The Masters of Science degree in Energy and Mineral Engineering provides a rigorous yet flexible curriculum that can serve as either a professional degree for those interested in pursuing careers in industry or as a foundation for further graduate studies in a Ph.D. program. The program offers a solid foundation in the science, engineering, economics, and statistics relevant to energy and mining applications and state-of-the-art computational methods and laboratory experimental techniques. The options allow a student to specialize in one area of energy or mining, and the base option enables students to design their own individual program.
Thesis-Based M.S. Degree Requirements (30 Credits Total)
The required minimum number of total credits for the EME M.S. degree is 30, including six credits of research. Of the remaining 24 credits, seven core program credits and 12 option course credits are required. At least 18 of the required course credits for the graduate program must be at the 500 level. Students who choose not to select an option only need to meet the total credit and core program course requirements.
A critical component of the masters degree program is the experience of conducting original research with one of our faculty and their research groups. This research experience complements the coursework and builds valuable expertise. The culmination of the research project is the student's masters thesis, which is also required for the degree.
A thesis defense is required for the M.S. degree. Students select the thesis topic and together with their research adviser choose the most appropriate thesis committee. The thesis committee, consisting of the thesis adviser and at least two other graduate faculty members, will administer the final oral examination of the thesis. A majority of the committee shall be made up of faculty within the EME program.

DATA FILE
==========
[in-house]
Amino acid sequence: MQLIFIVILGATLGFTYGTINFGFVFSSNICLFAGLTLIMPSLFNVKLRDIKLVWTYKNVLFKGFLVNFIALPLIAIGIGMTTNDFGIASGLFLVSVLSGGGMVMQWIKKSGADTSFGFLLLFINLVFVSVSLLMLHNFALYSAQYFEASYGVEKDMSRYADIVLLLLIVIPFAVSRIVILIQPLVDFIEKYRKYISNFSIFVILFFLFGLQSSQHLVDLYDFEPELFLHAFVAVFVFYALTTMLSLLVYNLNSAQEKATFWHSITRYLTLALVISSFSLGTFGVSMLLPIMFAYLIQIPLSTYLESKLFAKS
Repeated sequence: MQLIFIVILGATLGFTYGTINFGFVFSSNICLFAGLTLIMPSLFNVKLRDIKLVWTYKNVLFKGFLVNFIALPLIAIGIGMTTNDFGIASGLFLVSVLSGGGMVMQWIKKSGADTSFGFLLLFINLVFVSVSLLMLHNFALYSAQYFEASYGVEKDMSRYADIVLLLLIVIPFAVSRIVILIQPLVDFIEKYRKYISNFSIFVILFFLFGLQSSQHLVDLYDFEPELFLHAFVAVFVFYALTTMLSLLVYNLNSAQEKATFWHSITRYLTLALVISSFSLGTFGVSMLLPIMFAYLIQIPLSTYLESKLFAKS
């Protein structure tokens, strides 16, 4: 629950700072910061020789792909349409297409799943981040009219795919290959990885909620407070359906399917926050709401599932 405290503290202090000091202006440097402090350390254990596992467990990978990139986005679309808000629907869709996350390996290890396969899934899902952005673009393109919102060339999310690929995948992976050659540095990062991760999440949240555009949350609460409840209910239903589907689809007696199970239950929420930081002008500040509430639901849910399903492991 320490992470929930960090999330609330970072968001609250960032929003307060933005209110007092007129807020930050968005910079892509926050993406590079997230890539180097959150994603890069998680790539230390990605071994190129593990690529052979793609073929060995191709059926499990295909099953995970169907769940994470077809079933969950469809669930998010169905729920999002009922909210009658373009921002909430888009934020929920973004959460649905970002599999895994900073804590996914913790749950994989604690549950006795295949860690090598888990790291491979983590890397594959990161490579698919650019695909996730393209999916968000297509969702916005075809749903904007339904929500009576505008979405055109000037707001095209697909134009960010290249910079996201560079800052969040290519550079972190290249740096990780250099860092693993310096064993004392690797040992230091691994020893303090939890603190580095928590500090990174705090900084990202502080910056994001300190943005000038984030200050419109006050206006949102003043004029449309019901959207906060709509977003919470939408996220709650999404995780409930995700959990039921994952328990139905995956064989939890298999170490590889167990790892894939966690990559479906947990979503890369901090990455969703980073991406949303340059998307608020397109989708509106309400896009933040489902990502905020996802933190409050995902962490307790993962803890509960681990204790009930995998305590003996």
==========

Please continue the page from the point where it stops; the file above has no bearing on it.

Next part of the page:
Non-Thesis Based M.S. Degree Requirements (36 Credits Total)
Students are required to complete a minimum of 36 credits in total (at least 24 at the 500 level) including: 33 credits in course work and 3 credits for the completion of a culminating research experience. Within the 33 credits of coursework, M.S. students must take at least two extra courses (6 credits) from either the EME core course list (beyond the six credit core requirement) or their chosen graduate option list (beyond the option’s minimum requirement). The non-thesis culminating research experiences are:
- Paper-based M.S.: Students take three (3) credits of non-thesis research (EME 596, Individual Studies) and complete a satisfactory scholarly paper evaluated by adviser(s) and a reader.
- Course-based M.S.: Students take EME’s capstone research course: EME 580 (3): Methodology of Research in EME. This is an EME graduate course designed to create a research work product that demonstrates evidence of analytical thinking and synthesis of knowledge in the Energy and Mineral Engineering field. The course is a revision of an existing class, and a concurrent proposal to this effect has been concurrently submitted. In this capstone research course, students will plan, conduct, and report research results. As detailed in our EME 580 proposal, students will be required to integrate the knowledge and experiences gained in the process of investigating their own topics and will be made aware that (i) their research is based on a common quantitative approach that includes mechanistic, thermodynamic and kinetic principles, together with a preliminary economic assessment of an engineering process, product or system; and (ii) this process is governed by a set of common ethics and integrity principles. Students will learn how to efficiently understand and explain the results available in the published literature, and apply this methodology to organize, present and discuss their own results by applying the essential principles of research ethics and integrity.
Required Core Program Course for M.S. Degree
M.S. students must take two (2) courses (6 credits of core courses) from this list.
- EME 501(3): Design Under Uncertainty in EME Systems
- EME 511(3): Interfacial Phenomena in EME Systems
- EME 521(3): Mathematical Modeling of EME Systems
- EME 531(3): Thermodynamics in EME Systems
- EME 551(3): Safety, Health, and Environmental Risks in EME Production
EME Options for Course of Study
Students are not required to choose an option and may complete the base program in EME. However, a student who desires disciplinary identity may choose from among the following available graduate options: